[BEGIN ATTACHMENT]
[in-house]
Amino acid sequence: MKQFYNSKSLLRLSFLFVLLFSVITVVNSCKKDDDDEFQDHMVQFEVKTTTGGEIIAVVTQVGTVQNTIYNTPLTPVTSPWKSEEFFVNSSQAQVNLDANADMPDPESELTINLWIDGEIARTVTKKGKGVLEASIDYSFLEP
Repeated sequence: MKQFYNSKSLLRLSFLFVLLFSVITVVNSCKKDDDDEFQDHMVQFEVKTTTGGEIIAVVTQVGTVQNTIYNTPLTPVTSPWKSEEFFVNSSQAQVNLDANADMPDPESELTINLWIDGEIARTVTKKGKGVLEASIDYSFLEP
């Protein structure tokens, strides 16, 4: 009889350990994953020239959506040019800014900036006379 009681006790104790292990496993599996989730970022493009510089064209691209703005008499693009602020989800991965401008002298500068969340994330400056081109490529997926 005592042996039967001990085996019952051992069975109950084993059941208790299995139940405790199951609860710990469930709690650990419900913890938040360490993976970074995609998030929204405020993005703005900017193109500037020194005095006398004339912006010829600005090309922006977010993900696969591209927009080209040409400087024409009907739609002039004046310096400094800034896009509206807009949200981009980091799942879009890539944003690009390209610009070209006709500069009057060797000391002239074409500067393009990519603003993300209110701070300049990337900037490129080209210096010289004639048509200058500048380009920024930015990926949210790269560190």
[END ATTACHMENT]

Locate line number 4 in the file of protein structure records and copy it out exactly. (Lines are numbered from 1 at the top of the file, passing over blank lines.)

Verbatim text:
């Protein structure tokens, strides 16, 4: 009889350990994953020239959506040019800014900036006379 009681006790104790292990496993599996989730970022493009510089064209691209703005008499693009602020989800991965401008002298500068969340994330400056081109490529997926 005592042996039967001990085996019952051992069975109950084993059941208790299995139940405790199951609860710990469930709690650990419900913890938040360490993976970074995609998030929204405020993005703005900017193109500037020194005095006398004339912006010829600005090309922006977010993900696969591209927009080209040409400087024409009907739609002039004046310096400094800034896009509206807009949200981009980091799942879009890539944003690009390209610009070209006709500069009057060797000391002239074409500067393009990519603003993300209110701070300049990337900037490129080209210096010289004639048509200058500048380009920024930015990926949210790269560190």